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Why You Should Starting Using a Menstrual Cup | #ACupaDay

I am now a massive advocate for the menstrual cup – I love mine and probably talk about it in public too much. So why am I a complete convert, and how do I get you to

1. You can save the environment


A menstrual cup is durable and multiple use, and therefore produce a lot less waste than tampons and pads. If you use disposable menstrual products, you will use over 11,000 products in their lifetime – that includes applicators (so if you just prefer tampons maybe switch to non-applicator) – leading to over 200,000 tonnes of waste.

Something I’d never thought about before was the chemicals used on cotton products as the cotton they are made of if grown (pesticides etc.). This has a larger damaging effect on the environment as these leak (non-intended pun but I like it now that I’ve used it) onto neighbouring plants. And seeing as it takes pads 500-800 years to decompose, that’s quite significant when you think of how much space that takes up, and how much damage that could do for both the environment and wildlife.

I found these stats on the Women’s Environmental Network and Down 2 Earth.

2. And you can save money


Menstrual cups may look pricey at first, but the overall cost is significantly lower than more disposable products like tampons or pads. Most cups are about £20, and that is a lot in comparison to a pack of tampons or pads, however, the average menstrual cup lasts for about 10 years, and when you think about the amount of money you’ve spent, that saves a lot and takes a weight off your monthly expenses.

3. You can have better vaginal health


Menstrual cups reduce the risk of Toxic Shock Syndrome (which is extremely rare anyway), as bacteria can’t be absorbed by silicone. Do make sure you clean your cup properly – you should receive a set of instructions (including washing and how to insert and remove the cup) when you get your cup, but if not then there will be tutorials etc. online.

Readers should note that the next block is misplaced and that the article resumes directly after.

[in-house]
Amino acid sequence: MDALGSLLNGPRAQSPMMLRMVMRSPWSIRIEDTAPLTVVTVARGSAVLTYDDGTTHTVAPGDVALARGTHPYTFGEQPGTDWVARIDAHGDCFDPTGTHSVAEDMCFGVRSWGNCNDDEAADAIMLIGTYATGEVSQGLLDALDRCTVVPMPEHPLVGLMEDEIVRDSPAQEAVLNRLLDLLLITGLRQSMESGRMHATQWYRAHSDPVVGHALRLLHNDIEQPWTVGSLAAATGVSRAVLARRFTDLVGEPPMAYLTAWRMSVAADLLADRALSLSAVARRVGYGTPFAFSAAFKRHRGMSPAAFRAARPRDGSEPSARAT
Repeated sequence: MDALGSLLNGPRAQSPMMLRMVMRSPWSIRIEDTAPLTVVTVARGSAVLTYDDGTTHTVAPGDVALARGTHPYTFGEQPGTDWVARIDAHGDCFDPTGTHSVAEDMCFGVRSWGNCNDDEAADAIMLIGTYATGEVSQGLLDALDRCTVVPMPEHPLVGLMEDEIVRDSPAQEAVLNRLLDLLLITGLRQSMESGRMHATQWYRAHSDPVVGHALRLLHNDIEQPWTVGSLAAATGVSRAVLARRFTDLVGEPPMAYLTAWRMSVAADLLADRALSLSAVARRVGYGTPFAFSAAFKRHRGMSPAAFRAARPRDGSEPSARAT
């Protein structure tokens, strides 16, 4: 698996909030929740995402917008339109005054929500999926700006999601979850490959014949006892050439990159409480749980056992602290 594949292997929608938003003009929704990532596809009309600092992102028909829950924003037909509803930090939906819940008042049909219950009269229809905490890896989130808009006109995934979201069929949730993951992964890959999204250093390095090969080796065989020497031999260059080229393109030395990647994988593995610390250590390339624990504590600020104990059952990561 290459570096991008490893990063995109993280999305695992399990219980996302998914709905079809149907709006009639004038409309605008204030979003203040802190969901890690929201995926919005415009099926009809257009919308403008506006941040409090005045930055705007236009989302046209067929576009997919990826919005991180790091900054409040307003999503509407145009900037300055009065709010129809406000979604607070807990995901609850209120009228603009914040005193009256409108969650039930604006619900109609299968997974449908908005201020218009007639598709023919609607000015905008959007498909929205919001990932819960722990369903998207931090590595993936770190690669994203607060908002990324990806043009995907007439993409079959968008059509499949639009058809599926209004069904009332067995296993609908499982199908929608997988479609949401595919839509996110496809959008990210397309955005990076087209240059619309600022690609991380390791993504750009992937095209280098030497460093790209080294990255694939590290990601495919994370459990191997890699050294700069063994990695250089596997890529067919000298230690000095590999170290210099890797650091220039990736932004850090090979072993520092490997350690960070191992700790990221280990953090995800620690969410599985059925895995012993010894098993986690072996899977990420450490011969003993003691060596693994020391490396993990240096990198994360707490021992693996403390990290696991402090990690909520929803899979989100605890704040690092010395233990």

Because of the lack of absorption, using a cup means that vaginal dryness will decrease. Just to extra add on that you may not think of.

4. It’s the lazy person’s option       


This works so well for me. The maximum you should leave your cup in for is about 12 hours, that means that you only need to change twice a day. Obviously this increases depending on your flow and what stage you are in your period, but all in all it takes a lot less time, meaning less trips to the toilet. Because of the amount of time you can leave it in for, it means that, for me, I’ve been able to leave it in a bit longer, get out of the house on time to catch my bus and then empty it when I’m in college. Do make sure you know how heavy you’re roughly for each day – knowing how quickly you fill your cup will come over time so don’t worry too much.

5. It’s great if you’re on the move


If you’re travelling for a significant amount of time (or even just for a short trip), a menstrual cup in its small bag is a lot lighter and smaller than tampons and pads, especially if you’re carrying a whole pack.

If you’re more of a sporty person, then it’s perfect – you will hardly feel it (I think I’ve said before that I’ve done several pilates classes wearing mine) and its suction function means that you won’t have any leaks whilst swimming or surfing etc.

Has this convinced you? If there are any more benefits of using a menstrual cup let me know.


If you liked this post you might like: My First Thoughts on the Menstrual Cup

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